The city’s air quality was studied in the “very poor” category on Saturday morning, but it again slipped to the severe level in the evening.
On Sunday, the PM2.5 (particles in the air with a diameter of fewer than 2.5 micrometers) level was recorded at 299, while the PM10 (particles in the air with a diameter of less than 10 micrometers) level was recorded at 477, according to information from the CPCB. Twenty-eight areas in Delhi recorded air quality in the “severe” category, while seven areas served “very poor” air quality, according to the CPCB.
An AQI between 0 and 50 is considered “good”, 51 and 100 “satisfactory”, 101 and 200 “moderate”, 201 and 300 “poor”, 301 and 400 “very poor”, and 401 and 500 “severe”. As per the Indian Institute of Tropical Meteorology, the increase in PM2.5 concentration is due to stable meteorological conditions trapping of the pollutants in Delhi (very less dispersion) and the significant increase in contribution from stubble burning. Stubble burning in neighboring states of Delhi on Thursday was the “largest-ever recorded” this year, the IITM had said Friday, adding that it could lead to a further deterioration in the already “severe” air quality of the national capital.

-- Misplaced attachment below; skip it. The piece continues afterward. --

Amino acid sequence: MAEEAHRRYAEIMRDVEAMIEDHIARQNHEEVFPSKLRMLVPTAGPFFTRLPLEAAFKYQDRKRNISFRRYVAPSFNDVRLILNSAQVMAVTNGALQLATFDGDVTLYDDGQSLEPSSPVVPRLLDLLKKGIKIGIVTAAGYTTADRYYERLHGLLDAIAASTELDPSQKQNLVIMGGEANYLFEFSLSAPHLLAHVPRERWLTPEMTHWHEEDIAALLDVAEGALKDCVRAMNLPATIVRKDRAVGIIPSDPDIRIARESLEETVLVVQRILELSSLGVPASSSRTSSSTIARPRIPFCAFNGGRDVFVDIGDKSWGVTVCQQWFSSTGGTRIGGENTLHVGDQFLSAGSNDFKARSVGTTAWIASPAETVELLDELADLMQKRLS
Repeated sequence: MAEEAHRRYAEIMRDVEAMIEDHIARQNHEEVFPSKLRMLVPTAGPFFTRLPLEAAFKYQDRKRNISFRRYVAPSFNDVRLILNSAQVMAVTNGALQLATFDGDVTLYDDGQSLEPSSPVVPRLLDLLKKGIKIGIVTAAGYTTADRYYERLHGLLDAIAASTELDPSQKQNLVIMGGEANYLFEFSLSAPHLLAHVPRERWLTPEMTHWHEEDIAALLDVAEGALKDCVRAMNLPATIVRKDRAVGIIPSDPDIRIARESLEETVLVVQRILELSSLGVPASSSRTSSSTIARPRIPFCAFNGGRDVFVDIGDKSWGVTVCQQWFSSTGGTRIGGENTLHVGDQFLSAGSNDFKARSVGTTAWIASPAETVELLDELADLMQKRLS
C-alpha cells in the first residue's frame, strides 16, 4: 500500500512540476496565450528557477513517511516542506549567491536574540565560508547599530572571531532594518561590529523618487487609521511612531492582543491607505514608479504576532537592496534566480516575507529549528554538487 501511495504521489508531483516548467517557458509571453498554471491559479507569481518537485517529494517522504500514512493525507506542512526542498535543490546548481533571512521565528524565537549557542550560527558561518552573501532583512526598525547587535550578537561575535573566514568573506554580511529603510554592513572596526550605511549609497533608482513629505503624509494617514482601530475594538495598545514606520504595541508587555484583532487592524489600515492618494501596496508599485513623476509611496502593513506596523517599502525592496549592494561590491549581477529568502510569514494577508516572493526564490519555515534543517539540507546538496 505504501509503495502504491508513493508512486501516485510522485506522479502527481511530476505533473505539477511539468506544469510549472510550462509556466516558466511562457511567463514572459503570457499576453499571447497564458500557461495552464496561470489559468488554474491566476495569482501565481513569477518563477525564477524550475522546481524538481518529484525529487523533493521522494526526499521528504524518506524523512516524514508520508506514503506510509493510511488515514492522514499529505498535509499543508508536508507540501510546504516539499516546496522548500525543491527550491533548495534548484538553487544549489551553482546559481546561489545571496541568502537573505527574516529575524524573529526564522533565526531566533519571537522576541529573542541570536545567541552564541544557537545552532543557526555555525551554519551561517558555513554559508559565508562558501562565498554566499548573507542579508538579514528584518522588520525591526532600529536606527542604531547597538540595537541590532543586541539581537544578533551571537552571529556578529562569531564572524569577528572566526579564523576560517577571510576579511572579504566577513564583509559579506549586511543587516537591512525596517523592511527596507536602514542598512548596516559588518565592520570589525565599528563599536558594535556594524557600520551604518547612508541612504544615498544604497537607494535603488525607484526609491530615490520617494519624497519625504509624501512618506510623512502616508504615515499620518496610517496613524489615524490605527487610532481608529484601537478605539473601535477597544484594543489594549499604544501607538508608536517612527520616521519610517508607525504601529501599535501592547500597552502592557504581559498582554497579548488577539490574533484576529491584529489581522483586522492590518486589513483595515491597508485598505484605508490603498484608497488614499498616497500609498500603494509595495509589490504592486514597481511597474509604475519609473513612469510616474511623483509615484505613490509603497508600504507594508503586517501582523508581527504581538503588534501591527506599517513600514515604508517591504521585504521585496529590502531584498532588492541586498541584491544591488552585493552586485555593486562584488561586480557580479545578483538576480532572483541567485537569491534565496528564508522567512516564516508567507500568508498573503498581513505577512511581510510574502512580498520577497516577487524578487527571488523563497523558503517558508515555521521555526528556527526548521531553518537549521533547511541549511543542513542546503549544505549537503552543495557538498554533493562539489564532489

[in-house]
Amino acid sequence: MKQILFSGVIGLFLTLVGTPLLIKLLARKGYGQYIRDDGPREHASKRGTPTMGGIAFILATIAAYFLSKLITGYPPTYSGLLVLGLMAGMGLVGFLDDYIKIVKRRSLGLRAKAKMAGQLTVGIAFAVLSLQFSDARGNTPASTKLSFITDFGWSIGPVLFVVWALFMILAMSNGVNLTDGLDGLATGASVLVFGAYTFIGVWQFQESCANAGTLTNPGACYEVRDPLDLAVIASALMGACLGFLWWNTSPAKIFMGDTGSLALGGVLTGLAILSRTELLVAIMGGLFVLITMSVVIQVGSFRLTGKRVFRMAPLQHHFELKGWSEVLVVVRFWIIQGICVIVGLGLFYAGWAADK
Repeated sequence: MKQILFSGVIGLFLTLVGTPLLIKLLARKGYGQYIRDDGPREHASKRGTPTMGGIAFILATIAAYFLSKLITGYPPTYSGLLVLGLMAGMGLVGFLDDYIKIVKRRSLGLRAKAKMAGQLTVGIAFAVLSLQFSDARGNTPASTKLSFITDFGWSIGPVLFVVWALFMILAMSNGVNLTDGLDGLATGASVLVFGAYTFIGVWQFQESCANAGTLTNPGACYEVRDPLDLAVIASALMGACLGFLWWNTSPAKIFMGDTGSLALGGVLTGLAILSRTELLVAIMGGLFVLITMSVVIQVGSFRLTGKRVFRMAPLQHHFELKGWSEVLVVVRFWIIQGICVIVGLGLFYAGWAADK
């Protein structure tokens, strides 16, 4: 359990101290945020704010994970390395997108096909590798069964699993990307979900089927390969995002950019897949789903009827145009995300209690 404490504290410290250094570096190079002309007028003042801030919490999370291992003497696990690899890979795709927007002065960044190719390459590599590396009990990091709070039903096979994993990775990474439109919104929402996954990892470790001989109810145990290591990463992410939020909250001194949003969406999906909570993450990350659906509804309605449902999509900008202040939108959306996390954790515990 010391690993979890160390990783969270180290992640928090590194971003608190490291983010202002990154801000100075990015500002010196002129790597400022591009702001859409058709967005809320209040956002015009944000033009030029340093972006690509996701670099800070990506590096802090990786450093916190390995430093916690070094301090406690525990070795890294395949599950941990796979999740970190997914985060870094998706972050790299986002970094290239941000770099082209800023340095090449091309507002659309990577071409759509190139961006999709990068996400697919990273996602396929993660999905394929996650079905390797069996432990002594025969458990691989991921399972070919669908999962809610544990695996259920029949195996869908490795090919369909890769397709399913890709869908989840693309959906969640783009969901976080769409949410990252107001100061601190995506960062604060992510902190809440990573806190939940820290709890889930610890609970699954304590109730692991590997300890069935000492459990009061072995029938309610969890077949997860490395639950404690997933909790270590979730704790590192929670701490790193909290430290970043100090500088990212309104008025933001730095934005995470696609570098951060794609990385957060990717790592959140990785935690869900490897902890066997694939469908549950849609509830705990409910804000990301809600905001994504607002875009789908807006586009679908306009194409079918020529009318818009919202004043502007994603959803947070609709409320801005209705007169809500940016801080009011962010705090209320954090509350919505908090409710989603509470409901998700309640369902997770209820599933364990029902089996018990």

It commented about 2,100 fire counts were observed on Thursday over northwestern region of India. Delhi’s air quality has remained in the “severe” category for the past two days with the highest pollution level of the year recorded a day after Diwali on Thursday at an AQI of 642.